63% of employees report financial stress that is impacting productivity, per a recent report from PwC. Explore ways that employers can help.

As your employees return to work this summer or fall, how are they? We’ve talked about the stress and mental health toll that the pandemic has taken. And financial stress is among the primary factors contributing to employee worries. According to PwC’s 10th annual Employee Financial Wellness Survey (PwC US, 2021), 63% of employees say that their financial stress has increased since the start of the pandemic,  This stress is more pronounced among younger employees than older generational cohorts, with 72% of Millennials, 68% of Gen Z, 62% of Gen X, and 46% of Boomers reporting financial stress.

What’s more, PwC reports that this financial stress is having an impact on the employer’s bottom line in terms of productivity, retention, and physical health. From the survey:

diagram of survey results about financial stress

Employers can’t assume that employees are financially OK simply because they are employed. They may have a spouse who is/was unemployed during the pandemic, or they may have additional pressures trying to help children, parents, or extended family members. And we can’t blame it all on the pandemic. Even without the financial stressors that the pandemic added, research shows that 40% of Americans struggle to pay an unexpected $400 bill, according to a 2018 report issued by the US Federal Reserve.

Among steps that PwC suggests employers take to address the stress that is impacting their bottom lines:

  • Make a commitment to employee financial wellness as an integral piece of your organization’s total wellness culture.
  • Understand and be aware of the financial stress your employees are experiencing.
  • Offer personalized benefits to help meet your employees’ needs.
  • Implement a technology solution paired with human interaction and guidance.

PwC says that, “With more than 50% of financially-stressed employees embarrassed to ask for help with their finances, employers need to ask about their financial health in ways that preserve employee dignity and privacy. Employee financial assessments can pinpoint where people are struggling and enable organizations to focus and personalize resources for their most vulnerable populations.”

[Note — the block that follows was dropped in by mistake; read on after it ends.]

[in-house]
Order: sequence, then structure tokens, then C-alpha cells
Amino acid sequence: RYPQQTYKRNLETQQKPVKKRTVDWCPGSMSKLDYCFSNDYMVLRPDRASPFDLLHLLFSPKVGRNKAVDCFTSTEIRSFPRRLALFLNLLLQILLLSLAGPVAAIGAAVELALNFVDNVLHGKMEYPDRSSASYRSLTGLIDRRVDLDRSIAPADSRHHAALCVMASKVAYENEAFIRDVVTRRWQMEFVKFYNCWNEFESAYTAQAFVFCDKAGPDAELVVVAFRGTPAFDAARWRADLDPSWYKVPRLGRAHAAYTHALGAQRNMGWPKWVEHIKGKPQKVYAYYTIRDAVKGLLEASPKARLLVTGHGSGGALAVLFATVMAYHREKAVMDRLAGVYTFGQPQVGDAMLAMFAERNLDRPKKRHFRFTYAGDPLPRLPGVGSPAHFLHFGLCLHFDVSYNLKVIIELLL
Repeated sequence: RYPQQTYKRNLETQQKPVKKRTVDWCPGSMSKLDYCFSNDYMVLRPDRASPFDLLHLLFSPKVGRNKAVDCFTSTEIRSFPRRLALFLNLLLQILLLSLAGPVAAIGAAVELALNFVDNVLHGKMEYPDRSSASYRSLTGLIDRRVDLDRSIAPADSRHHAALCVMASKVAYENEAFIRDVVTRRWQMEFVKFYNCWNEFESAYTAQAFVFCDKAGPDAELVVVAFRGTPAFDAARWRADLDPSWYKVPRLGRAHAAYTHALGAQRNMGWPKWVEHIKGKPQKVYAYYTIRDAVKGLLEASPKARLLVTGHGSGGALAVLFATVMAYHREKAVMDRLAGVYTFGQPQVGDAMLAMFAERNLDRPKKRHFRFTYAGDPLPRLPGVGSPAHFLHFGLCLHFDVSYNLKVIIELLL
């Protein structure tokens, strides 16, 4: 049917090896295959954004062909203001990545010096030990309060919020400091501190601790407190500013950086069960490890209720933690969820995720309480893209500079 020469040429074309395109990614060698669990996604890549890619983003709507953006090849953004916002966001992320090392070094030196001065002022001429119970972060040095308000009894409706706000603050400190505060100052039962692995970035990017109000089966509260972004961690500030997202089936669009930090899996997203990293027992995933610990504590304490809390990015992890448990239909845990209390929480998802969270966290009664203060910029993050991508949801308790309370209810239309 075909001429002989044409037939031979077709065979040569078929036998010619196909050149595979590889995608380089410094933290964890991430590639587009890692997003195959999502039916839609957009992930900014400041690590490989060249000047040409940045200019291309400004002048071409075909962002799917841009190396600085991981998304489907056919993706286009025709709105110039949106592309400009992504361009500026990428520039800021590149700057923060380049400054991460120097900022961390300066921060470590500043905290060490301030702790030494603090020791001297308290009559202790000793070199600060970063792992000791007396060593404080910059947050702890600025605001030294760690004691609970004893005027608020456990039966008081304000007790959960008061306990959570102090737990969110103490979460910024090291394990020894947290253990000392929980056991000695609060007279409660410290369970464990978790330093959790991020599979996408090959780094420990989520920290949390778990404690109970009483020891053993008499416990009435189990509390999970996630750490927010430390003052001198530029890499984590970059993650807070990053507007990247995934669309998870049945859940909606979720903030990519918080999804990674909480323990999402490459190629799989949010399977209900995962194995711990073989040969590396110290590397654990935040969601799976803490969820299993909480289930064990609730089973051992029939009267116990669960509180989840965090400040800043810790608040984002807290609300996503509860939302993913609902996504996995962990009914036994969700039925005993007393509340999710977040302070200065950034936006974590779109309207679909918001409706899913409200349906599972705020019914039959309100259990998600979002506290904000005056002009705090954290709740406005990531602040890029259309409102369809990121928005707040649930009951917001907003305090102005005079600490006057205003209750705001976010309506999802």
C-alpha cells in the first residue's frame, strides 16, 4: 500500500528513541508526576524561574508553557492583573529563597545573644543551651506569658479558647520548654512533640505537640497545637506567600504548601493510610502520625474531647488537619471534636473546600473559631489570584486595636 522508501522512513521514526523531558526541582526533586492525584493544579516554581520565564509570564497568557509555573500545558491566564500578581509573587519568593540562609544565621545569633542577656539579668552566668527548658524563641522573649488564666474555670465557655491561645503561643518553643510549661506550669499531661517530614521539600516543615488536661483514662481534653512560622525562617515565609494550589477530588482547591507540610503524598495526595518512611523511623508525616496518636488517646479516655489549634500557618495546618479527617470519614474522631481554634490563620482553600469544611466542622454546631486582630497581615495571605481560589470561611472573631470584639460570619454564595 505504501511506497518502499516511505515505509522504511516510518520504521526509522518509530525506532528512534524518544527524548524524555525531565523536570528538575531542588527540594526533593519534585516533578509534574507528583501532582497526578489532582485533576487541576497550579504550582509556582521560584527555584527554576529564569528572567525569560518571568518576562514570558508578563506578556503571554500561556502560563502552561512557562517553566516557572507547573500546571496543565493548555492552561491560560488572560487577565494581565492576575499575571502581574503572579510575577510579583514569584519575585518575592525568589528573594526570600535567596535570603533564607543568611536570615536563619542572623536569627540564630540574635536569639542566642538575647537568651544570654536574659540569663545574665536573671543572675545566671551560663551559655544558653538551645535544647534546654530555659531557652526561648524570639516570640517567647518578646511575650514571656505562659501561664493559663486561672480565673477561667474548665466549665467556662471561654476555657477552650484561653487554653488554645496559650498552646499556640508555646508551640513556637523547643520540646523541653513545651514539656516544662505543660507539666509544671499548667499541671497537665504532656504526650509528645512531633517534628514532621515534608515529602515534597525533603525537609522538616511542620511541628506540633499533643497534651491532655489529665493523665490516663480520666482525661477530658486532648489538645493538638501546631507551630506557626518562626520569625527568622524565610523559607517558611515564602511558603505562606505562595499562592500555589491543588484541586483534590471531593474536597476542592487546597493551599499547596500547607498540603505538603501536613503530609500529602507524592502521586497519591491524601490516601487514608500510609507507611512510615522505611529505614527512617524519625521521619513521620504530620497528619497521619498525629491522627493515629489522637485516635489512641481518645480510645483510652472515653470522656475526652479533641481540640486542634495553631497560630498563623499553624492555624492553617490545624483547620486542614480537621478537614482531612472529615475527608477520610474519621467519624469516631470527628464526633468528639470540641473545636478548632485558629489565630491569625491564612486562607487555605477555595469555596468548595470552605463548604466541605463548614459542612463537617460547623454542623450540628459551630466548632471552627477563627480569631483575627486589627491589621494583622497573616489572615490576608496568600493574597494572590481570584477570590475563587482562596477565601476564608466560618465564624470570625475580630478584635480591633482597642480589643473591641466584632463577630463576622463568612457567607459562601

ESI EAP offers benefits to address employee financial stress

As an Employee Assistance Program, we understand the many stressors that workers can experience and the impact on day-to-day productivity. When problems start affecting work, it creates even more stress and pressure. Our purpose is to offer benefits and services that help employees address and resolve productivity-draining problems that  they may be experiencing.

We recognize that employee financial health and security is a fundamental need. We offer employee members and their families a suite of tools specifically to address financial stress and to promote employee financial wellness. It’s a way for employers to offer employees help while affording the dignity, privacy, and confidentiality employees need to feel comfortable. These tools include:

  • Personal Financial Coaching: One-on-one Personal Financial Coaching with a certified Personal Finance coach to help with student debt, home purchasing, saving and spending, retirement planning, and creating a budget.
  • Personal Finance Training: Members have access to more than 200 online Personal Finance Trainings. These are available 24/7/365 individually or as a great adjunct to Financial Coaching.
  • Financial Calculators: More than a hundred online calculators help with budgeting, saving, and “what if” scenarios for rent vs buy on cars and homes, as well as for retirement planning and budgeting.
  • Lifestyle Savings Benefit: Access to an ever-changing array of thousands of discounts and cash-back offers on popular brand name food and clothing, home electronics and technology, furnishings, travel, and more.
  • Video training library: Self help trainings on personal finance, reducing debt, building budgets, and attaining financial goals.
  • Tools for Tough Times: Online resource center with money-saving ideas, articles, and resources to solve problems, reduce costs, and do more with less.

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